In our modern-day society, multitudes have fallen victim to the 100-meter love race as opposed to a marathon commitment. To our own detriment, we have acquiesced to a “Speed Racer” lightning-fast approach to courtship. In the words of Ricky Bobby from Adam McKay’s “Talladega Nights,” “We wanna go fast!” And sadly, most do.
The effects can be harmful, as we tend to deny red flags the size of skyscrapers, and ignore flashing sirens with red lights a-blaring. Instead, countless singles take the “butterfly in the stomach” detour and make life-altering choices during the 6-8 month infatuation phase. By the time our feet are back down on Earth from the half-year we spent levitating, we are at the altar, vowing “until death do us part.”
Don’t misconstrue the momentum of my primary point; I’m not over-polarizing the opposite. Unfortunately, the procrastination of not pursuing, or relational stagnation, is the opposite dilemma. However, this should not be a reason to pop the clutch, drop the gear and turn on the afterburners, hiring a wedding planner after just a few dates.
Singles have heard me utter the following phrase when I speak at our Home-Team events in Dallas and Houston Texas …
“Simmer down, POP-TART!”
While it is comical, it is even more so applicable. Pop-Tarts only pop out of a toaster when they are hot, and they come out with speed. That is analogous to a Christ-follower who is in season. But just because the tart is cooked and ready to eat, it doesn’t mean it’s time to grab a napkin and start noshing. It first needs time to cool off. The cooling-off period of discernment and observation offers an adequate amount of time to become better acquainted with the one you’ll be spending the rest of your life with. That’s not only beneficial, but also needed. On a deeper level, a time of waiting can and will offer confirmation that only God through the Holy Spirit’s leading can give.
“I will instruct you and teach you in the way you should go; I will counsel you with my eye upon you” (Psalm 32:8, ESV).
If ever a choice deserves and needs godly instruction, it is whose hand you will hold when your body is lowered into the ground. It is the person you will connect your DNA with to create another seed that will outlive you both. This decision should not be given flippant attention, but instead complete focus.
Both parties need to ask an abundance of questions, invest a forthcoming approach, and volunteer unedited responses with an open heart toward Christ and each other. All guards need to be lowered. All thoughts and actions, both present and past, need to be given with total transparency. It is laborious, challenging, and takes time, but it’s an investment that’s worth it! There is no functional way to rush through this process. Even with assistance and under the tutelage of a pre-marriage Christian counselor, it still takes time and lots of work.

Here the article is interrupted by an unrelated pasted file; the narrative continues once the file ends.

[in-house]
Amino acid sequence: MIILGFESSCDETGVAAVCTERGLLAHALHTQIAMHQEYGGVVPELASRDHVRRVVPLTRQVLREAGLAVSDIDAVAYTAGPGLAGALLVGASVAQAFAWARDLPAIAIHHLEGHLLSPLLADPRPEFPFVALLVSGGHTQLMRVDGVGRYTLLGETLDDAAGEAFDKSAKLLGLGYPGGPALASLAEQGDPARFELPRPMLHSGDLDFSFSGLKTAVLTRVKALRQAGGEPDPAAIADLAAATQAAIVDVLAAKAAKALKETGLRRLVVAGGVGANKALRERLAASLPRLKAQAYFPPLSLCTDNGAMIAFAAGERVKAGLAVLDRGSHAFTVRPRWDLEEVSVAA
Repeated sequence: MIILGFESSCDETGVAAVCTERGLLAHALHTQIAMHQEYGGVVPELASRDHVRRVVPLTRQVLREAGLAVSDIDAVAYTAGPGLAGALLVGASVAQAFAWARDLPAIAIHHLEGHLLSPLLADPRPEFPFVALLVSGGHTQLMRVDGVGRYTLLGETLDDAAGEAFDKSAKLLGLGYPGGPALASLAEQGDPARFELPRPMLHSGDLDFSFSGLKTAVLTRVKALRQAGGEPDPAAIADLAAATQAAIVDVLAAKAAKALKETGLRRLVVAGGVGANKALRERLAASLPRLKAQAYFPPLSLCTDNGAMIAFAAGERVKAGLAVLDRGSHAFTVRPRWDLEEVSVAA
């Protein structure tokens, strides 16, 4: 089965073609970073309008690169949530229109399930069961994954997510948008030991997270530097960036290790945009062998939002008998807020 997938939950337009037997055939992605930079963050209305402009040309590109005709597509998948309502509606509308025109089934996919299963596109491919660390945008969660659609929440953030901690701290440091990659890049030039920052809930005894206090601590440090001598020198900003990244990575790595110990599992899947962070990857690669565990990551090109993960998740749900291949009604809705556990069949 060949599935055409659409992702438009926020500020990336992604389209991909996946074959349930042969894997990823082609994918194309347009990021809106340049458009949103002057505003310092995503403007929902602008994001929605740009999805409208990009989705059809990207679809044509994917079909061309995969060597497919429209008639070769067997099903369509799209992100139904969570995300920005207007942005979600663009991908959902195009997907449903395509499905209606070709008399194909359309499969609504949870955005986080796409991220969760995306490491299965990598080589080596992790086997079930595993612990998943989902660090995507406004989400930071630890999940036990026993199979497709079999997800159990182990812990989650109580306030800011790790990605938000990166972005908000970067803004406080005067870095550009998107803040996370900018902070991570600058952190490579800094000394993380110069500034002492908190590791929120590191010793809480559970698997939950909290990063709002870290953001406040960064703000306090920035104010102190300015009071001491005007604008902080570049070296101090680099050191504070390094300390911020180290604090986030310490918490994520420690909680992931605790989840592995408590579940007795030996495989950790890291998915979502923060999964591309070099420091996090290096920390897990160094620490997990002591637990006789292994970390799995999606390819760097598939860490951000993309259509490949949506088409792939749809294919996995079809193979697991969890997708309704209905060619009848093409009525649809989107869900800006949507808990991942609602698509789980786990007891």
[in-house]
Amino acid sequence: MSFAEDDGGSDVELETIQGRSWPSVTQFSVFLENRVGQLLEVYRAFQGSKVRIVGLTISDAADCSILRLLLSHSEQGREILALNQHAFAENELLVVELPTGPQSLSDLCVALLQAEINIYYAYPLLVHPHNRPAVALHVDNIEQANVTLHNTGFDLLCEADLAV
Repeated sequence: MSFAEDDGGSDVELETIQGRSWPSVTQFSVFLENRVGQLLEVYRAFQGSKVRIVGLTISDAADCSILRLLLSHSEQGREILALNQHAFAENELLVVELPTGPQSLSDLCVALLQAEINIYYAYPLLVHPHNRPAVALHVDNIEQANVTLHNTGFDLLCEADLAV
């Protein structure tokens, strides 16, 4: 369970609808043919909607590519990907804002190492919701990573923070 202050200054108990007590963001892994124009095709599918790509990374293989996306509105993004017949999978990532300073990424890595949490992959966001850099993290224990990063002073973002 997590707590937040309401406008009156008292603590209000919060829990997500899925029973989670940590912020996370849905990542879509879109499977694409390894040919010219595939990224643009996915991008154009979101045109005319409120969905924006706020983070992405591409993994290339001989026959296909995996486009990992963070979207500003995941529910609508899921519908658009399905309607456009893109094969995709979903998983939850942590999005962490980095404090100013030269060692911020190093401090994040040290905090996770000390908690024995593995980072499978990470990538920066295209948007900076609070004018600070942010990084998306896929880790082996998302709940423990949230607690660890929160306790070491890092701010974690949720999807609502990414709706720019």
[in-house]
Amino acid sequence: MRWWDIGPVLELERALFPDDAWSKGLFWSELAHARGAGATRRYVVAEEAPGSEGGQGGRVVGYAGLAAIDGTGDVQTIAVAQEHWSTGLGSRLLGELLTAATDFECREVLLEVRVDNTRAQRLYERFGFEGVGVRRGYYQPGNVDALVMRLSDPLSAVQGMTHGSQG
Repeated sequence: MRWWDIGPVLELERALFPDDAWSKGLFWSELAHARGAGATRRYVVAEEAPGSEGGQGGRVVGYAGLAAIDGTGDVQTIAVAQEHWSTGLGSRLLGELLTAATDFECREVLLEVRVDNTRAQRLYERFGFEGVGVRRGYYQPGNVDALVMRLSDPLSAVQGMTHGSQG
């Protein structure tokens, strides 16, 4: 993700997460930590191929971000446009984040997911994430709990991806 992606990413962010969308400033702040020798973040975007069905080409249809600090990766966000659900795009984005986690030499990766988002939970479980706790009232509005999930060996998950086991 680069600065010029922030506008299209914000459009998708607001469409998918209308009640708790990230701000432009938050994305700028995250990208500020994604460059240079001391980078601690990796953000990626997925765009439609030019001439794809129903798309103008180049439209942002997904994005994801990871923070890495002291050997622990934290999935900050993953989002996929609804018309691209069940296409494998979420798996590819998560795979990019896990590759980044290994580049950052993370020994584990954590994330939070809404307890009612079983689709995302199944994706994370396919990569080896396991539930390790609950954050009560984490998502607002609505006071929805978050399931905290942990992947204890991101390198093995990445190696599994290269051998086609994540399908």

The travesty that can occur if this discipline is omitted from the courtship process is that a couple can get married but not adequately know each other. They’re in covenant, but not connected.
“Therefore a man shall leave his father and his mother and hold fast to his wife, and they shall become one flesh” (Genesis 2:24, ESV).
Scripture proves that while it is easy to get married, it is difficult to get to know someone. That is the primary issue and also one of the keys to cohabitation between two people. If I am going to say “I do,” then I should have an unambiguous recognition of who I am marrying. Beyond the surface … beyond the title … beyond the camouflage … and beyond my thoughts of who they may be … do I REALLY know them, and do they REALLY know me?
Or am I on the verge of gambling the second most important decision of my life on a foolish hypothesis?
If you have not asked the right questions before you say “I do,” you have no right to complain after you say “I do.”
Before you set out on the race, do these things:
Do your homework.
Make eye contact.
Observe and discern fruit.
Seek godly counsel.
Be mentored in the midst of the fluffy feelings and the constant cloud nines.
Have some heart-to-heart dialogues about money, children, beliefs, family, in-laws, ambitions, past relational hurts, pain, forgiveness, what has happened in the past, what could happen in the future, sex—past and future—testimonies (ALL of it unedited), Jesus and everything else your mind can fathom. Where there is no transparency, there can be no intimacy. Anyone can exchange bodily fluid; that’s cheap.
The real value is in intimacy, which isn’t formed while racing to the altar. While taking time has a high cost, it is worth it.